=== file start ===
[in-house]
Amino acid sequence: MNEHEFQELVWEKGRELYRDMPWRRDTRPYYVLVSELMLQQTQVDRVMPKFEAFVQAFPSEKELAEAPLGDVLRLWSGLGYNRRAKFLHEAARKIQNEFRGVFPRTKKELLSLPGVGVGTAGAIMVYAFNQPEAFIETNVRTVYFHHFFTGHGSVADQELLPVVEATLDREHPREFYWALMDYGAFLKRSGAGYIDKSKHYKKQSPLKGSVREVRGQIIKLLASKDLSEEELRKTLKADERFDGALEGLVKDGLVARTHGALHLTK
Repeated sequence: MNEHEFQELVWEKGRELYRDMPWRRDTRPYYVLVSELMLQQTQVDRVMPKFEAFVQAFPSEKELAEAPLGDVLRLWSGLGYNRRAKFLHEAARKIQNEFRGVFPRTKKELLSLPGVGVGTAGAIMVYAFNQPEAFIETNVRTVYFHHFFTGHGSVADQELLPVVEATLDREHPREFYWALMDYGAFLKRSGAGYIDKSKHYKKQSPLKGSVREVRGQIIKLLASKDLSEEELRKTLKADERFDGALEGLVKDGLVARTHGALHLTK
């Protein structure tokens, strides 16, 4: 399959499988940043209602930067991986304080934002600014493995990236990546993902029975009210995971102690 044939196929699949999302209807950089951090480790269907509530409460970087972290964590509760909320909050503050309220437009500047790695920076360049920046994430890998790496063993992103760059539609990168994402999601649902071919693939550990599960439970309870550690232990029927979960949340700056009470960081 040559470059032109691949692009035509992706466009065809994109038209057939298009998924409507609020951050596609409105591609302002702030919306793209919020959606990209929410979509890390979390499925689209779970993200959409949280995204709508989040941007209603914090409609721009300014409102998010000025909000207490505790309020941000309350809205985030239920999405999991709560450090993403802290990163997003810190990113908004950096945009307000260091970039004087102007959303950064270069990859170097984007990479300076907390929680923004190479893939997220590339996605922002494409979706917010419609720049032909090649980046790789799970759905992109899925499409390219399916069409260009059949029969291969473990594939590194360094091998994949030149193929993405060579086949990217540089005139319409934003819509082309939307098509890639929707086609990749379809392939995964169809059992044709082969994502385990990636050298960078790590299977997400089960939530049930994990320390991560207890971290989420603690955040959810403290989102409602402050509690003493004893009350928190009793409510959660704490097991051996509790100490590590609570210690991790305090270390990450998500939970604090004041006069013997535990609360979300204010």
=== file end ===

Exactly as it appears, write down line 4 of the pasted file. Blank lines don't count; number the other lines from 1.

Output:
């Protein structure tokens, strides 16, 4: 399959499988940043209602930067991986304080934002600014493995990236990546993902029975009210995971102690 044939196929699949999302209807950089951090480790269907509530409460970087972290964590509760909320909050503050309220437009500047790695920076360049920046994430890998790496063993992103760059539609990168994402999601649902071919693939550990599960439970309870550690232990029927979960949340700056009470960081 040559470059032109691949692009035509992706466009065809994109038209057939298009998924409507609020951050596609409105591609302002702030919306793209919020959606990209929410979509890390979390499925689209779970993200959409949280995204709508989040941007209603914090409609721009300014409102998010000025909000207490505790309020941000309350809205985030239920999405999991709560450090993403802290990163997003810190990113908004950096945009307000260091970039004087102007959303950064270069990859170097984007990479300076907390929680923004190479893939997220590339996605922002494409979706917010419609720049032909090649980046790789799970759905992109899925499409390219399916069409260009059949029969291969473990594939590194360094091998994949030149193929993405060579086949990217540089005139319409934003819509082309939307098509890639929707086609990749379809392939995964169809059992044709082969994502385990990636050298960078790590299977997400089960939530049930994990320390991560207890971290989420603690955040959810403290989102409602402050509690003493004893009350928190009793409510959660704490097991051996509790100490590590609570210690991790305090270390990450998500939970604090004041006069013997535990609360979300204010």